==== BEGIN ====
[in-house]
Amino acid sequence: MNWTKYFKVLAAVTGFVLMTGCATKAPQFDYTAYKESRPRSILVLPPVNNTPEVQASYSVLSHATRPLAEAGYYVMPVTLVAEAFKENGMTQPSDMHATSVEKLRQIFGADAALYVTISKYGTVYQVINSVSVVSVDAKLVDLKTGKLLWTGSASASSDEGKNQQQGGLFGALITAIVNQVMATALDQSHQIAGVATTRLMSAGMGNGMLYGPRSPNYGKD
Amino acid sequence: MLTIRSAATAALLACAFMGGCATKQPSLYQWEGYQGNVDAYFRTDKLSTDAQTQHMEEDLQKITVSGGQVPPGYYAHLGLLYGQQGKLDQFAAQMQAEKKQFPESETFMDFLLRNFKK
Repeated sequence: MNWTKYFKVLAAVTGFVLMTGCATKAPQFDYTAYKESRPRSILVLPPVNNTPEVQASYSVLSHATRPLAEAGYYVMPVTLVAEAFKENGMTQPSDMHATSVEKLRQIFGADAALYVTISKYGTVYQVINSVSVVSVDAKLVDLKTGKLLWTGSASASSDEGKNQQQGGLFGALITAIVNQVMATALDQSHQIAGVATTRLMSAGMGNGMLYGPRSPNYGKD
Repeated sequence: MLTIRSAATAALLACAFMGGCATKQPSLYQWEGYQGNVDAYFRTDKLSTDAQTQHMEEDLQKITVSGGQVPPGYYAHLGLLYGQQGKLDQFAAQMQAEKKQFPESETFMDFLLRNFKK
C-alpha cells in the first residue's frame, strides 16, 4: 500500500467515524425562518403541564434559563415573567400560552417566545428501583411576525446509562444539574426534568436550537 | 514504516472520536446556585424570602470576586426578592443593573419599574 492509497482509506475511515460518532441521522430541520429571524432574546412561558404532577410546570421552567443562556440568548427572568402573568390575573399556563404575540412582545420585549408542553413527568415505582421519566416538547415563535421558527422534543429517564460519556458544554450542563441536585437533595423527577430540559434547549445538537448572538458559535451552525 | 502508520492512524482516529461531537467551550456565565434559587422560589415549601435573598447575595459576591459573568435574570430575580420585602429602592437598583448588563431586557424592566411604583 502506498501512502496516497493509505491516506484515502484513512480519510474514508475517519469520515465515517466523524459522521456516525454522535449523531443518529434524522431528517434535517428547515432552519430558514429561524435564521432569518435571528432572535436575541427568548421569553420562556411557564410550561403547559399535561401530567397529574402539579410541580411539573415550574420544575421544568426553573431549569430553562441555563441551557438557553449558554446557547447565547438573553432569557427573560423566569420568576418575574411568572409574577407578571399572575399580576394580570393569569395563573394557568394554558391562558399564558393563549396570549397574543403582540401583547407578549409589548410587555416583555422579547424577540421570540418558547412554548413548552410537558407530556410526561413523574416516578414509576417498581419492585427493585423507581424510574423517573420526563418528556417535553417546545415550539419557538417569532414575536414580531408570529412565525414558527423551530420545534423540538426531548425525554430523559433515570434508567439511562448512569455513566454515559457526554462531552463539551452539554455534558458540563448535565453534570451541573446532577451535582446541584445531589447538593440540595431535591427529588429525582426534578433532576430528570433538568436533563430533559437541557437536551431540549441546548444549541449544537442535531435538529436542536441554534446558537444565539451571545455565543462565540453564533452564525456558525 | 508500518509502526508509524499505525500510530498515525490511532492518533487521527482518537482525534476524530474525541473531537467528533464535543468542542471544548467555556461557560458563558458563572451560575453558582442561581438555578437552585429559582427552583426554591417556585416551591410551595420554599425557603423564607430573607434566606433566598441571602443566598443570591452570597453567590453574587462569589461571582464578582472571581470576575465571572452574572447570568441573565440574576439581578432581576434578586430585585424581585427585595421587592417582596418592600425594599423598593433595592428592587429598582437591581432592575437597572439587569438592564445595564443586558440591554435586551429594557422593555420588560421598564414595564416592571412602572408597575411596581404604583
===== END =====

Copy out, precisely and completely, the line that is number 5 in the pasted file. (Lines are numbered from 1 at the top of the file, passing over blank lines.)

Repeated sequence: MLTIRSAATAALLACAFMGGCATKQPSLYQWEGYQGNVDAYFRTDKLSTDAQTQHMEEDLQKITVSGGQVPPGYYAHLGLLYGQQGKLDQFAAQMQAEKKQFPESETFMDFLLRNFKK